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At 3:30 P. M. General Hill was ordered to attack Cheatham and Walker, being directed to move at the same time. Some delay was occasioned by the difficulty which General Hill met with in getting Jackson's brigade into position on Cleburne's right, so that it was after four when the movement begun. The batteries having opened the way the troops moved up with a will, Cleburne on the left, then Breckenridge and Walker, followed by Cheatham, the whole covered by Forrest on the extreme right.

Brigadier-General Polk's brigade leading the line dashed at the works, and after an heroic effort, seized the portion that had opposed such stubborn and successful resistance to Helm, Walthall and Gist earlier in the day, capturing a large number of the enemy.

Longstreet now put forth his full strength, as the cheering yells of successful battle came from the right, Hindman, Buckner, Hood, Stewart all moved forward for a final and triumphant struggle.

Both wings now moved simultaneously. The entire line swept forward in one mighty and resistless surge. Vain the determination that attempted to stay the human tide. The enemy, who had given every proof of valor and endurance the day previous, as well as in the morning, were compelled to retreat hurriedly, striking Liddell a parting blow as they disappeared with the sinking sun. Night interposing the victorious Confederates went into bivouac on the field wrested from the enemy.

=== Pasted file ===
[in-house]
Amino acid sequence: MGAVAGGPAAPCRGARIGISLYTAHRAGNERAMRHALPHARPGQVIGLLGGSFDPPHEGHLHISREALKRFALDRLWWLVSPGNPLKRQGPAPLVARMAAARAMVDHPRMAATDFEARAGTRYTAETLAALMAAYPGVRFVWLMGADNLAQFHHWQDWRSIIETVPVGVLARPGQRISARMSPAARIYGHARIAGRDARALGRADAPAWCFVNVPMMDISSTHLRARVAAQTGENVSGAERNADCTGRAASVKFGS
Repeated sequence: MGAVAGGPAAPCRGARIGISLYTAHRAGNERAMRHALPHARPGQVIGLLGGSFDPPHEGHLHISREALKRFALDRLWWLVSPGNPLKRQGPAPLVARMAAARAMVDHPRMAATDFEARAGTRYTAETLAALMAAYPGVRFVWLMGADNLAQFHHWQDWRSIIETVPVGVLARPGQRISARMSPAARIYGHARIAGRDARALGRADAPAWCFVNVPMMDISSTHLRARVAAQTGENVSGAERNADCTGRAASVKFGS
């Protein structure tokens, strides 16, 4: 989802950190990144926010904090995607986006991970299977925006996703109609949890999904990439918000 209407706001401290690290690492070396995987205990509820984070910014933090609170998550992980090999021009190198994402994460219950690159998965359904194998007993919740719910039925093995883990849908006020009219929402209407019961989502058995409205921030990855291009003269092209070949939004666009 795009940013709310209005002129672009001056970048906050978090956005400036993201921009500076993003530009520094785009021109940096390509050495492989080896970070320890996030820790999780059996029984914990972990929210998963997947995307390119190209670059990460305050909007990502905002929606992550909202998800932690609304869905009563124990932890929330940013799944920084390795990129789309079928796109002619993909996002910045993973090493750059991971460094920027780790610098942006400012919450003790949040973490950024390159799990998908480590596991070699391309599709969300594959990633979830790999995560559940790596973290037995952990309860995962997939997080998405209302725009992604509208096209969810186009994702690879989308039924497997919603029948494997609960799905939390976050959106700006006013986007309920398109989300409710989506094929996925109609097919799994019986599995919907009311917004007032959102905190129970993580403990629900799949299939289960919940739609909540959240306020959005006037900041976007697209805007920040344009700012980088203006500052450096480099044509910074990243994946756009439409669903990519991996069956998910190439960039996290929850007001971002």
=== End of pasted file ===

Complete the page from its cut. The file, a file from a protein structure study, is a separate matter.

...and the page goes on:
The immediate results of the victory were several stands colors, 8,000 prisoners, 51 pieces of artillery, 15,000 stand of small arms, a number of wagons and ambulances, and a quantity of ammunition, hospital stores, &c. * * * * * *

In studying the details of this, the greatest battle of the West, one is struck with the singular coincidence that while both commanders showed great activity in putting their armies into battle on the 19th, neither impressed himself upon the action of the 20th. General Bragg in the main satisfied himself with issuing orders from the neighborhood of Alexander's bridge, and there was an evident lack of confidence in his ability to grasp and direct the rapidly shifting events of the battle suggesting disaster where all else pointed to success.

Rosecrans disappeared from the field by noon, leaving his army, shorn of six brigades in the hands of Thomas. Friend and foe alike must give to this officer, all praise for the masterly manner in which he continued the battle. Hard pressed along his entire line he rode to the right in search of aid, when suddenly he found there was no right. In its place were Longstreet's victorious divisions. To a man of less

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